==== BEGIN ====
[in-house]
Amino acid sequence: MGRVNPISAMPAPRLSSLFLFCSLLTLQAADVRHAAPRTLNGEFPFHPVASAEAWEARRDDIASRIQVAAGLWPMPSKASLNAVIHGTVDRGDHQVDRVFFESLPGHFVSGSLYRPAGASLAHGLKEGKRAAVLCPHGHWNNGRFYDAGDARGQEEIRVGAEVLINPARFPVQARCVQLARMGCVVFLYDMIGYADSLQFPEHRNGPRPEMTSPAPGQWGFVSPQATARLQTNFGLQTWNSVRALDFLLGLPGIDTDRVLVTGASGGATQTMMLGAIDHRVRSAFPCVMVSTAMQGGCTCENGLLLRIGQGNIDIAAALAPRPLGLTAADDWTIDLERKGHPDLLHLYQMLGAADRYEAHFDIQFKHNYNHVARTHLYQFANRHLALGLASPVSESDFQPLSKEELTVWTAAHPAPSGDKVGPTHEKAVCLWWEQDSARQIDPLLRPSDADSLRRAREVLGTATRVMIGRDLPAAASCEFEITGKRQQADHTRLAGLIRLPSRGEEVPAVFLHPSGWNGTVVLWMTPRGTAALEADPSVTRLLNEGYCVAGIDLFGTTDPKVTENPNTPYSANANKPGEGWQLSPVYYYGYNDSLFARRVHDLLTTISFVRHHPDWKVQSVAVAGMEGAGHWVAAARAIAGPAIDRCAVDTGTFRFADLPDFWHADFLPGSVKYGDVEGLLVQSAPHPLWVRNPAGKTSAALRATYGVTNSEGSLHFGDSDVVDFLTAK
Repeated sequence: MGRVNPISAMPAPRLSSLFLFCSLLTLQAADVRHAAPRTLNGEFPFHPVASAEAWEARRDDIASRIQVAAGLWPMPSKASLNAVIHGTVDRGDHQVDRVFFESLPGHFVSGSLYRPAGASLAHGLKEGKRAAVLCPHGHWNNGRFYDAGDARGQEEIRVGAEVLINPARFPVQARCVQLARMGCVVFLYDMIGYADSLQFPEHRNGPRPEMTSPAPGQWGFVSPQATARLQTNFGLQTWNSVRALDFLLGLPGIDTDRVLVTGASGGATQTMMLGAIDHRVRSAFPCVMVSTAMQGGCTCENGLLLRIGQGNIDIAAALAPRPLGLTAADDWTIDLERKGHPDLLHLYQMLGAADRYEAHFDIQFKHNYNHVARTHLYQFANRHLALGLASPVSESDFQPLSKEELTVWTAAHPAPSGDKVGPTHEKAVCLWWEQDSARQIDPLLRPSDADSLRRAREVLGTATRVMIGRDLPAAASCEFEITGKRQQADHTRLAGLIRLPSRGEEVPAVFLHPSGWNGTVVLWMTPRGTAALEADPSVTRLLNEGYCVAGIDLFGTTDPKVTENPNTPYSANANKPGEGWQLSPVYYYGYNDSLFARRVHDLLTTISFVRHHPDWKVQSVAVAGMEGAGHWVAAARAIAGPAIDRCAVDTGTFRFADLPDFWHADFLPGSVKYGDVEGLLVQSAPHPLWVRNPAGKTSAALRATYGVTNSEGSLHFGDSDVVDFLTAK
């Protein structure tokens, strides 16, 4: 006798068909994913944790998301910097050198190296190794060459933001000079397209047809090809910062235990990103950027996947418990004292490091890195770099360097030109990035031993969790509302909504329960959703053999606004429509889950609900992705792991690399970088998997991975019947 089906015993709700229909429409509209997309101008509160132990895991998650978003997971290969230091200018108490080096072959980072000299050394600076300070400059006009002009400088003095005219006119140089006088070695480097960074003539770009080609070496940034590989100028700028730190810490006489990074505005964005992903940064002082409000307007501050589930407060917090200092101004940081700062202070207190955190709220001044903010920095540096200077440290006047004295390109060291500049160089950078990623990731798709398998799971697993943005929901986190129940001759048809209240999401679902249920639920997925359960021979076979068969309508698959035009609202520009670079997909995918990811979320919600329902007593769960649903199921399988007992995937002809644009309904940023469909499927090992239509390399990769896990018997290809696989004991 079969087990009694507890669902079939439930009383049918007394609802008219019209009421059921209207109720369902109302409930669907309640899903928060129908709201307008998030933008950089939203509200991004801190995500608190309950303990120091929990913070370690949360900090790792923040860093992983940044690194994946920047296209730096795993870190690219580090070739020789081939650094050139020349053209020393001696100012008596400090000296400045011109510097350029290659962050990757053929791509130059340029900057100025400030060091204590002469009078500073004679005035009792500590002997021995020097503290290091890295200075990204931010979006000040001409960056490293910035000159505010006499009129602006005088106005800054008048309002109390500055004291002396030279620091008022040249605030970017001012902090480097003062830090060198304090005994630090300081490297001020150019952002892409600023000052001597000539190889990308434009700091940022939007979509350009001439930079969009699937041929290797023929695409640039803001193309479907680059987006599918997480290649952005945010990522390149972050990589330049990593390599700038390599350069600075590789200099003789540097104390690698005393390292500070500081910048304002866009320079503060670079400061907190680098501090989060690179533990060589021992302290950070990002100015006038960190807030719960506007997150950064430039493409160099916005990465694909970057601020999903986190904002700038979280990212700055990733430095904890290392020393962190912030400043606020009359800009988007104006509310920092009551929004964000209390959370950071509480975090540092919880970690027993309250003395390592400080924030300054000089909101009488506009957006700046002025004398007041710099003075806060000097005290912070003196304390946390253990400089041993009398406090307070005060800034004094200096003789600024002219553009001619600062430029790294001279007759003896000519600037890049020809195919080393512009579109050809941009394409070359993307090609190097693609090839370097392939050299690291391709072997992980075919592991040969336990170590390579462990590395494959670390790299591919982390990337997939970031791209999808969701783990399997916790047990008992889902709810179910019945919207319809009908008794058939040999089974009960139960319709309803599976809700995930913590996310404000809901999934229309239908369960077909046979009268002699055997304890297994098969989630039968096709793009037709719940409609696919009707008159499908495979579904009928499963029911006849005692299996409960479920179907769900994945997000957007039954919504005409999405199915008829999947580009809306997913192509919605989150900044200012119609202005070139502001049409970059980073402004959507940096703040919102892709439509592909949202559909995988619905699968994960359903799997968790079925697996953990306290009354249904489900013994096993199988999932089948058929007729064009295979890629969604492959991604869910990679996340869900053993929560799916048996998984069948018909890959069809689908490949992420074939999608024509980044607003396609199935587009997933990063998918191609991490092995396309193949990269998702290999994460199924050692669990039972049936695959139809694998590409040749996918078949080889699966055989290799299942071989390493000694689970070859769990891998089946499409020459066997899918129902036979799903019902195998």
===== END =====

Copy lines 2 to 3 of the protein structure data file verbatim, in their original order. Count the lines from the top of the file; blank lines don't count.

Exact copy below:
Amino acid sequence: MGRVNPISAMPAPRLSSLFLFCSLLTLQAADVRHAAPRTLNGEFPFHPVASAEAWEARRDDIASRIQVAAGLWPMPSKASLNAVIHGTVDRGDHQVDRVFFESLPGHFVSGSLYRPAGASLAHGLKEGKRAAVLCPHGHWNNGRFYDAGDARGQEEIRVGAEVLINPARFPVQARCVQLARMGCVVFLYDMIGYADSLQFPEHRNGPRPEMTSPAPGQWGFVSPQATARLQTNFGLQTWNSVRALDFLLGLPGIDTDRVLVTGASGGATQTMMLGAIDHRVRSAFPCVMVSTAMQGGCTCENGLLLRIGQGNIDIAAALAPRPLGLTAADDWTIDLERKGHPDLLHLYQMLGAADRYEAHFDIQFKHNYNHVARTHLYQFANRHLALGLASPVSESDFQPLSKEELTVWTAAHPAPSGDKVGPTHEKAVCLWWEQDSARQIDPLLRPSDADSLRRAREVLGTATRVMIGRDLPAAASCEFEITGKRQQADHTRLAGLIRLPSRGEEVPAVFLHPSGWNGTVVLWMTPRGTAALEADPSVTRLLNEGYCVAGIDLFGTTDPKVTENPNTPYSANANKPGEGWQLSPVYYYGYNDSLFARRVHDLLTTISFVRHHPDWKVQSVAVAGMEGAGHWVAAARAIAGPAIDRCAVDTGTFRFADLPDFWHADFLPGSVKYGDVEGLLVQSAPHPLWVRNPAGKTSAALRATYGVTNSEGSLHFGDSDVVDFLTAK
Repeated sequence: MGRVNPISAMPAPRLSSLFLFCSLLTLQAADVRHAAPRTLNGEFPFHPVASAEAWEARRDDIASRIQVAAGLWPMPSKASLNAVIHGTVDRGDHQVDRVFFESLPGHFVSGSLYRPAGASLAHGLKEGKRAAVLCPHGHWNNGRFYDAGDARGQEEIRVGAEVLINPARFPVQARCVQLARMGCVVFLYDMIGYADSLQFPEHRNGPRPEMTSPAPGQWGFVSPQATARLQTNFGLQTWNSVRALDFLLGLPGIDTDRVLVTGASGGATQTMMLGAIDHRVRSAFPCVMVSTAMQGGCTCENGLLLRIGQGNIDIAAALAPRPLGLTAADDWTIDLERKGHPDLLHLYQMLGAADRYEAHFDIQFKHNYNHVARTHLYQFANRHLALGLASPVSESDFQPLSKEELTVWTAAHPAPSGDKVGPTHEKAVCLWWEQDSARQIDPLLRPSDADSLRRAREVLGTATRVMIGRDLPAAASCEFEITGKRQQADHTRLAGLIRLPSRGEEVPAVFLHPSGWNGTVVLWMTPRGTAALEADPSVTRLLNEGYCVAGIDLFGTTDPKVTENPNTPYSANANKPGEGWQLSPVYYYGYNDSLFARRVHDLLTTISFVRHHPDWKVQSVAVAGMEGAGHWVAAARAIAGPAIDRCAVDTGTFRFADLPDFWHADFLPGSVKYGDVEGLLVQSAPHPLWVRNPAGKTSAALRATYGVTNSEGSLHFGDSDVVDFLTAK